Thursday, 12 January 2017

Teddy - a lifetime companion?

More than half of Britons still have a teddy bear from childhood and the average teddy bear is 27 years old, the poll found.  Travelodge, the hotel chain, surveyed 6,000 British adults and found that respondents said sleeping with a teddy a “comforting and calming” way to end the day.

The survey also found that 25 per cent of men said they even took their teddy away with them on business because it reminded them of home. In one year, the company say that staff have reunited more than 75,000 teddies and their owners. A spokesperson said: “Interestingly the owners have not just been children, we have had a large number of frantic businessmen and women call us regarding their forgotten teddy bear.”

Apparently, more and more teddy bears are being taken to 'teddy hospital' for repair. The trend seems to have begun following the television series Brideshead Revisted.  Sebastian Flyte's bear was Evelyn Waugh's symbolism at work.   Flyte would not let go of his bear because he did not want to relinquish his childhood. Symbolically, he was the aristocracy on it's last legs, trying to hold back the sweeping social change post WW1.  I won't get into the psychology of men and teddy bears. That is a science all on its own.

I don't recall having a teddy bear as a child. My sister says that I had a blue bunny and that bedtime was impossible if the much loved comforter could not be found.  I am a teddy bear fan though and bought a lovely jointed bear for my son.  Unfortunately around the same time my sister brought him a large Mickey Mouse from a Florida holiday and because Mickey talked, (I used to make his voice) teddy was relegated and Mickey soon became a trusted companion and confidant. My daughter loved Eeyore and he was her bedtime companion of choice.

Several years ago, I acquired a small cuddly Rhinoceros. Neal, as he is affectionately known is a handsome, horny little chap who sits in my bedroom. I can hear you asking , why would she call a Rhino Neal?  Well if you get that one, then you are of a particular generation.  If you don't then please ask your Mum.  When the kids were little, we encountered a real baby rhino at Chester Zoo.  Now that is what I call cuddly. He was gorgeous.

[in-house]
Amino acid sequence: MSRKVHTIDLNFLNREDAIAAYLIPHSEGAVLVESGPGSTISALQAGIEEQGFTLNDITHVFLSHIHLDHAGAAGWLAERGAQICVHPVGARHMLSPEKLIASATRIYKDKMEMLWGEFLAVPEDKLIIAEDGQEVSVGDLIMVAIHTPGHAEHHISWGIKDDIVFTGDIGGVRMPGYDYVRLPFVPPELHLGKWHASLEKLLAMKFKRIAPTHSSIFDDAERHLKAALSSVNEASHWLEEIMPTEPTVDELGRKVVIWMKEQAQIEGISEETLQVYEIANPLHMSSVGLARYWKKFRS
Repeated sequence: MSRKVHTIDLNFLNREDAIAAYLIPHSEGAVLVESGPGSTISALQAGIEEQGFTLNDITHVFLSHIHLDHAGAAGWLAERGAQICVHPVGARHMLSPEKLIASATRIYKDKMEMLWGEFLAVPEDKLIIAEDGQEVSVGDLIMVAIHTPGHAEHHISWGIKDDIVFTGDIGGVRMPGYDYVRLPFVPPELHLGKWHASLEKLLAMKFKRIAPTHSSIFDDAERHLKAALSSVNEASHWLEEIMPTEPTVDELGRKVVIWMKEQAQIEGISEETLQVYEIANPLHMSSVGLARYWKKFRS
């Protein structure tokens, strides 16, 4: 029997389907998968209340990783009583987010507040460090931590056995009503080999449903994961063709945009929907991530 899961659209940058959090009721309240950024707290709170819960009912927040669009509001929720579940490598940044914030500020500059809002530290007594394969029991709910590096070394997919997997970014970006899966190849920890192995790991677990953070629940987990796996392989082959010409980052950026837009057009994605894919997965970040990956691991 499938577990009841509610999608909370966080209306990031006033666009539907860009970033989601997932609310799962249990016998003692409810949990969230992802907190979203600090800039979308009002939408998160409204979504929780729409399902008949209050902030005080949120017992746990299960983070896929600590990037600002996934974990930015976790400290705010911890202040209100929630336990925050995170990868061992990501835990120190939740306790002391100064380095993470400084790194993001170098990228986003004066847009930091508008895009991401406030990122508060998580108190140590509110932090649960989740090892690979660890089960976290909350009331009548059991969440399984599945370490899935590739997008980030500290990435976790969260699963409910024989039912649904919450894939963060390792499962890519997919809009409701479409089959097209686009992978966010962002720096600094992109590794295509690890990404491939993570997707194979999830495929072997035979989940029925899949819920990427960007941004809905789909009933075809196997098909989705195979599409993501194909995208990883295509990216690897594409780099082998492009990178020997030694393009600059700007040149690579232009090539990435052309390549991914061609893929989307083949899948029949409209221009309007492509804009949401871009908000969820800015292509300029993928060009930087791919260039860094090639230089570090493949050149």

Anyway, getting back to Teddies. I have to say categorically that I am a Teddy lady and I really don't like dolls.  Creepy things dolls. I especially dislike the ones with pot heads and dark glass eyes.  I think the pained on eyelashes are hideous.  Give me a worn out, stuffed bear with a loveable face and stiff joints and I will be a happy bunny. I have a granddaughter now and I definitely won't be buying her dolls.  If I buy a teddy bear, it will be an investment in her future happiness. Perhaps I will buy her a subscription to the World Wildlife Fund.

You are invited
To a Pyjama Party.

Wear your pyjamas and bring your teddy
Or – wear your teddy and bring your pyjamas.

You can chose;
·         A bedtime story (pure fantasy)
·         An early night (it takes a while to warm up)
·         Lights on or off (night sight glasses available)
·         Late checkout (not available on Saturdays)
·         Breakfast in bed (no crumbs allowed)
·         Morning newspaper (or music magazine)

Toothbrush required.

If you are coming Neal – please wipe your muddy feet.

Please RSVP in person.  Thanks for reading.  Adele